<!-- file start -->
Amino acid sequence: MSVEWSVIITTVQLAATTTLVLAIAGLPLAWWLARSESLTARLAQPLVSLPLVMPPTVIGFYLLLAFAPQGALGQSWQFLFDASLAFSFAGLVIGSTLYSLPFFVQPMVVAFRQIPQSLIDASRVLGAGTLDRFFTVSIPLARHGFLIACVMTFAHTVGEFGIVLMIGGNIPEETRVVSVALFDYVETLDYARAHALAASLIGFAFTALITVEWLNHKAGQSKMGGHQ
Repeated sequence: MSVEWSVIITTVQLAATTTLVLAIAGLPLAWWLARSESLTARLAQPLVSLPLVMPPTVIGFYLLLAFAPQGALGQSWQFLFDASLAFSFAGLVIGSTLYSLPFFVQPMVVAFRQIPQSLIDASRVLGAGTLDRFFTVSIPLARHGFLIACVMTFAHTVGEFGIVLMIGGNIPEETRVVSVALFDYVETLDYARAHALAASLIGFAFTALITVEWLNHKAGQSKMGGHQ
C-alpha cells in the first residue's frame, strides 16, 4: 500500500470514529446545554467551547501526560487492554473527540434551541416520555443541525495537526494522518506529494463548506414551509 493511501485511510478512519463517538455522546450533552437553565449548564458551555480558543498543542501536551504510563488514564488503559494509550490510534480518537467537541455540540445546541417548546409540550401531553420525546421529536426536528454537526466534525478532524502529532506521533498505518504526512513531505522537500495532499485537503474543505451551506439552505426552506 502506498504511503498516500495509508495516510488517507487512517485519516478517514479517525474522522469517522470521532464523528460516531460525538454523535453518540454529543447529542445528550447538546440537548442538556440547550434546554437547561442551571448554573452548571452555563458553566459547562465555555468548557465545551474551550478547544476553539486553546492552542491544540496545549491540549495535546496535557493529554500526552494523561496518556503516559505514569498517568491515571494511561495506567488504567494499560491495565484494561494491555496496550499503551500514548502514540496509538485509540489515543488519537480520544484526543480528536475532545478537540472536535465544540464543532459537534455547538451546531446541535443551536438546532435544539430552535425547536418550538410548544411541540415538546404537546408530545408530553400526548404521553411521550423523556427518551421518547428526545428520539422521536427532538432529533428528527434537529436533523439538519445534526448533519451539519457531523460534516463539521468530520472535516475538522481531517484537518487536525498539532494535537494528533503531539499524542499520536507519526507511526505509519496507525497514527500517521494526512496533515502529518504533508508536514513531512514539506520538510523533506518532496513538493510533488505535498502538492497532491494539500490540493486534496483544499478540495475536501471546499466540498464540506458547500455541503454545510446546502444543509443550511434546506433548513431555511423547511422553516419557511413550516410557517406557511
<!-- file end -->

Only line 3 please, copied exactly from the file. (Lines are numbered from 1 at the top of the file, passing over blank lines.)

C-alpha cells in the first residue's frame, strides 16, 4: 500500500470514529446545554467551547501526560487492554473527540434551541416520555443541525495537526494522518506529494463548506414551509 493511501485511510478512519463517538455522546450533552437553565449548564458551555480558543498543542501536551504510563488514564488503559494509550490510534480518537467537541455540540445546541417548546409540550401531553420525546421529536426536528454537526466534525478532524502529532506521533498505518504526512513531505522537500495532499485537503474543505451551506439552505426552506 502506498504511503498516500495509508495516510488517507487512517485519516478517514479517525474522522469517522470521532464523528460516531460525538454523535453518540454529543447529542445528550447538546440537548442538556440547550434546554437547561442551571448554573452548571452555563458553566459547562465555555468548557465545551474551550478547544476553539486553546492552542491544540496545549491540549495535546496535557493529554500526552494523561496518556503516559505514569498517568491515571494511561495506567488504567494499560491495565484494561494491555496496550499503551500514548502514540496509538485509540489515543488519537480520544484526543480528536475532545478537540472536535465544540464543532459537534455547538451546531446541535443551536438546532435544539430552535425547536418550538410548544411541540415538546404537546408530545408530553400526548404521553411521550423523556427518551421518547428526545428520539422521536427532538432529533428528527434537529436533523439538519445534526448533519451539519457531523460534516463539521468530520472535516475538522481531517484537518487536525498539532494535537494528533503531539499524542499520536507519526507511526505509519496507525497514527500517521494526512496533515502529518504533508508536514513531512514539506520538510523533506518532496513538493510533488505535498502538492497532491494539500490540493486534496483544499478540495475536501471546499466540498464540506458547500455541503454545510446546502444543509443550511434546506433548513431555511423547511422553516419557511413550516410557517406557511